justin d. weisz

ph.d. graduate

computer science department

carnegie mellon university


email: jweisz@cs

Graduate course projects

18-741 Advanced Computer Architecture (Fall 2006)

DBmbench: miniaturized benchmarks for simulated databases

Joint work with Yan Ke

Conventional database benchmarks, such as the TPC-C and TPC-H, were designed to test functionality and overall performance of database systems running on real hardware. Because of the high cost of servers, many studies that explore database performance have used scaled-down versions of these benchmarks, either by reducing the amount of data on which the database queries are made, or by simplifying the database queries. However, it is unclear whether these scaled-down benchmarks are representative of the original benchmarks, in terms of behavior at the micro-architecture level. DBmbench is a scaled down version of the TPC-C and TPC-H benchmarks, and we ran DBmbench on the AMD Opteron architecture, as well as the Flexus simulation environment, to verify that it exhibited the same micro-architectural behaviors as the full TPC-C and TPC-H benchmarks. Our metrics included query execution time, memory stall time at different cache levels, data and instruction cache misses, and branch misprediction rates.

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15-781 Machine Learning (Spring 2006)

Segmentation and Classification of Online Chats

One method for analyzing textual chat transcripts is a process called coding, whereby individual lines of chat, or blocks of chat, are assigned a topical label. This task is typically performed by humans, and takes a great deal of time. Automated analyses can reduce the amount of time it takes to code chat transcripts, and this paper presents the performance of the Naive Bayes and Viterbi algorithms for classifying chat data.

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15-744 Computer Networks (Spring 2004)

Supporting Low-Latency Broadcast in End System Multicast

Joint work with Matthew Brown

End System Multicast operates by dynamically building and refining an overlay tree structure, through which data flows from the root through intermediate nodes to the leaves. This structure has proven to be highly successful for the transmission of high-bandwidth video streams. However, in order to support interactivity features (such as chat, shared whiteboards, live polls), nodes need to be able to send data to each other. One naive way in which this can be done for a broadcast message is to have a node send the message to the source, who then sends it down the multicast tree, where it is received by all other nodes in the system. However, this message incurs added latency from each of the routing hops on the overlay tree.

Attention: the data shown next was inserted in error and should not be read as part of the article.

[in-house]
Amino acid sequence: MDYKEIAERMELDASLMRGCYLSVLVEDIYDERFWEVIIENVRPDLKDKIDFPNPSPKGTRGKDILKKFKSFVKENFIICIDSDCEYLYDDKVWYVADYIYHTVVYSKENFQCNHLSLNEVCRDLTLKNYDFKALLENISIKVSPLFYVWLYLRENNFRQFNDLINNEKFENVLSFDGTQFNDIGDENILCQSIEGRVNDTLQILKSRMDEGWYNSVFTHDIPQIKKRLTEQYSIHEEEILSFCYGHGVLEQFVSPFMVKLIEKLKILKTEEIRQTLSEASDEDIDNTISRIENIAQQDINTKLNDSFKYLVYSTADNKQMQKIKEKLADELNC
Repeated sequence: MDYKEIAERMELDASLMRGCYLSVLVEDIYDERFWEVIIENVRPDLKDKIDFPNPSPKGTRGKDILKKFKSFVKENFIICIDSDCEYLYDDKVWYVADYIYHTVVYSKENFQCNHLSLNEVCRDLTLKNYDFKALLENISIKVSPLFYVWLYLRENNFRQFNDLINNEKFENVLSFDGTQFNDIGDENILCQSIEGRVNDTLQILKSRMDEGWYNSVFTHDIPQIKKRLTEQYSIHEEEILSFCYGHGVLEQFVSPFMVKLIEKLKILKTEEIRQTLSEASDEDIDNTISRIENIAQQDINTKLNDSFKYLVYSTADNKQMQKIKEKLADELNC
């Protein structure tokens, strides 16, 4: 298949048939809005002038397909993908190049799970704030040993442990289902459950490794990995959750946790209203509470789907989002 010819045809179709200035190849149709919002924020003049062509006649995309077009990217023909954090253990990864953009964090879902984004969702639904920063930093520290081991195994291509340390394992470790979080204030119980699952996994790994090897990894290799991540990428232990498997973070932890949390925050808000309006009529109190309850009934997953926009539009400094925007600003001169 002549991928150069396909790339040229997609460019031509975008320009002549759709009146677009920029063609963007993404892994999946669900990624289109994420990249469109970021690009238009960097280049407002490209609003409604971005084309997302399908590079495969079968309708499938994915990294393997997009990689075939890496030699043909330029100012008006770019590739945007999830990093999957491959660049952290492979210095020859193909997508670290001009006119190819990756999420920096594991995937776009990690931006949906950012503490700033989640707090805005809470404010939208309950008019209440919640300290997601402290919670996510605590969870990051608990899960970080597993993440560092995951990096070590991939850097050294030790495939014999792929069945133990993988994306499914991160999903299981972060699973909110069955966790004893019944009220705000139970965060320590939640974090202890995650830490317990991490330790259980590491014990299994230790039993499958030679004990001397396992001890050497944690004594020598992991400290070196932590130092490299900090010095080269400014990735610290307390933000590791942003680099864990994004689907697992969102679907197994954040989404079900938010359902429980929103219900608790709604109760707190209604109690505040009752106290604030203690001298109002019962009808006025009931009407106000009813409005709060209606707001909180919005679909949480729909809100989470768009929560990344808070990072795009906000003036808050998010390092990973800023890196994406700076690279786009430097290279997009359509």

Our goal is to support real-time interactions which require low latency. Examples of these features include sending chat messages, interacting with a shared whiteboard, receiving information as to the presence of other users, taking a vote or poll, as well as communicating with audio in an immersive environment.

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47-957 Computer Supported Cooperative Work (Fall 2003)

Increasing Contribution in Online Communities Using Alternative Displays of Community Activity Levels

Joint work with Patrick Barry, Uri Dekel, and Neema Moraveji

Our goal is to increase contributions to an online community by making information about the level of activity in the community salient to its members. This activity level information is encoded as a color, and displayed to the user using either a peripheral or ambient display. The peripheral display is used on the computer desktop, in the system tray. The ambient display is a physical glowing orb device which sits on a user's desk.

We specifically focus on the LiveJournal web log community, where a user's community is defined by their personal list of friends, and contributions are made by either posting new content to one's own journal, or by commenting on existing journal entries. In this work, we present a system design that monitors the activity level of a LiveJournal users, and presents that information to the user using each of the displays.